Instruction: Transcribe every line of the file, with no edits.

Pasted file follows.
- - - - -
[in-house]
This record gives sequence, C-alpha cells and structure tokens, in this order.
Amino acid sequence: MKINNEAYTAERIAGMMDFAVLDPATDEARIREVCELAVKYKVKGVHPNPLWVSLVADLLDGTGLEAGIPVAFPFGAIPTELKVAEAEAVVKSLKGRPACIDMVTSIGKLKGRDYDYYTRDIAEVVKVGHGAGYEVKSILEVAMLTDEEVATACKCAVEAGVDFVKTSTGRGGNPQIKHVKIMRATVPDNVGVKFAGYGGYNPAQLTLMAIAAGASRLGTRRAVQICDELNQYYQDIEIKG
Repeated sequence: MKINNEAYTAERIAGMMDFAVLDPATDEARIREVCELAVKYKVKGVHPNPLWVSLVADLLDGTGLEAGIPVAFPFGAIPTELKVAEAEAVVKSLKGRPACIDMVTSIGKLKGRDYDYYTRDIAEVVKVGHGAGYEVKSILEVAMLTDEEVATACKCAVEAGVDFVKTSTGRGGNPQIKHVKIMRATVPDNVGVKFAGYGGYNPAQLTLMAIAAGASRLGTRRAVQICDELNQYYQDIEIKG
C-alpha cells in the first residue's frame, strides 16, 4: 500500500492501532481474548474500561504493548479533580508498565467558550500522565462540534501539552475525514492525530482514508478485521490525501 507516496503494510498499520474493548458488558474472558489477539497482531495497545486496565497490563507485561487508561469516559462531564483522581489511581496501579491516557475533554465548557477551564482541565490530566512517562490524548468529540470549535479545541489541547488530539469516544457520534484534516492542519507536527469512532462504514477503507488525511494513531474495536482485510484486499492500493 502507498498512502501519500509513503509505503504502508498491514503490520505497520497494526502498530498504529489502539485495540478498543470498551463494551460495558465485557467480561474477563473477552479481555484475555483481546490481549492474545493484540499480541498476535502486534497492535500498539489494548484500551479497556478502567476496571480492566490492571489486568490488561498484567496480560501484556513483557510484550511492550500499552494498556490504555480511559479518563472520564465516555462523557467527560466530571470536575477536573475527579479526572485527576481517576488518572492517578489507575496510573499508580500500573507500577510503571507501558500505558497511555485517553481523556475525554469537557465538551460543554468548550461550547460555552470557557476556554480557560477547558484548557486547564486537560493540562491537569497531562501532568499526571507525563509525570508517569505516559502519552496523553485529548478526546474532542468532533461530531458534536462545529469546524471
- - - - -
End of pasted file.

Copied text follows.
[in-house]
This record gives sequence, C-alpha cells and structure tokens, in this order.
Amino acid sequence: MKINNEAYTAERIAGMMDFAVLDPATDEARIREVCELAVKYKVKGVHPNPLWVSLVADLLDGTGLEAGIPVAFPFGAIPTELKVAEAEAVVKSLKGRPACIDMVTSIGKLKGRDYDYYTRDIAEVVKVGHGAGYEVKSILEVAMLTDEEVATACKCAVEAGVDFVKTSTGRGGNPQIKHVKIMRATVPDNVGVKFAGYGGYNPAQLTLMAIAAGASRLGTRRAVQICDELNQYYQDIEIKG
Repeated sequence: MKINNEAYTAERIAGMMDFAVLDPATDEARIREVCELAVKYKVKGVHPNPLWVSLVADLLDGTGLEAGIPVAFPFGAIPTELKVAEAEAVVKSLKGRPACIDMVTSIGKLKGRDYDYYTRDIAEVVKVGHGAGYEVKSILEVAMLTDEEVATACKCAVEAGVDFVKTSTGRGGNPQIKHVKIMRATVPDNVGVKFAGYGGYNPAQLTLMAIAAGASRLGTRRAVQICDELNQYYQDIEIKG
C-alpha cells in the first residue's frame, strides 16, 4: 500500500492501532481474548474500561504493548479533580508498565467558550500522565462540534501539552475525514492525530482514508478485521490525501 507516496503494510498499520474493548458488558474472558489477539497482531495497545486496565497490563507485561487508561469516559462531564483522581489511581496501579491516557475533554465548557477551564482541565490530566512517562490524548468529540470549535479545541489541547488530539469516544457520534484534516492542519507536527469512532462504514477503507488525511494513531474495536482485510484486499492500493 502507498498512502501519500509513503509505503504502508498491514503490520505497520497494526502498530498504529489502539485495540478498543470498551463494551460495558465485557467480561474477563473477552479481555484475555483481546490481549492474545493484540499480541498476535502486534497492535500498539489494548484500551479497556478502567476496571480492566490492571489486568490488561498484567496480560501484556513483557510484550511492550500499552494498556490504555480511559479518563472520564465516555462523557467527560466530571470536575477536573475527579479526572485527576481517576488518572492517578489507575496510573499508580500500573507500577510503571507501558500505558497511555485517553481523556475525554469537557465538551460543554468548550461550547460555552470557557476556554480557560477547558484548557486547564486537560493540562491537569497531562501532568499526571507525563509525570508517569505516559502519552496523553485529548478526546474532542468532533461530531458534536462545529469546524471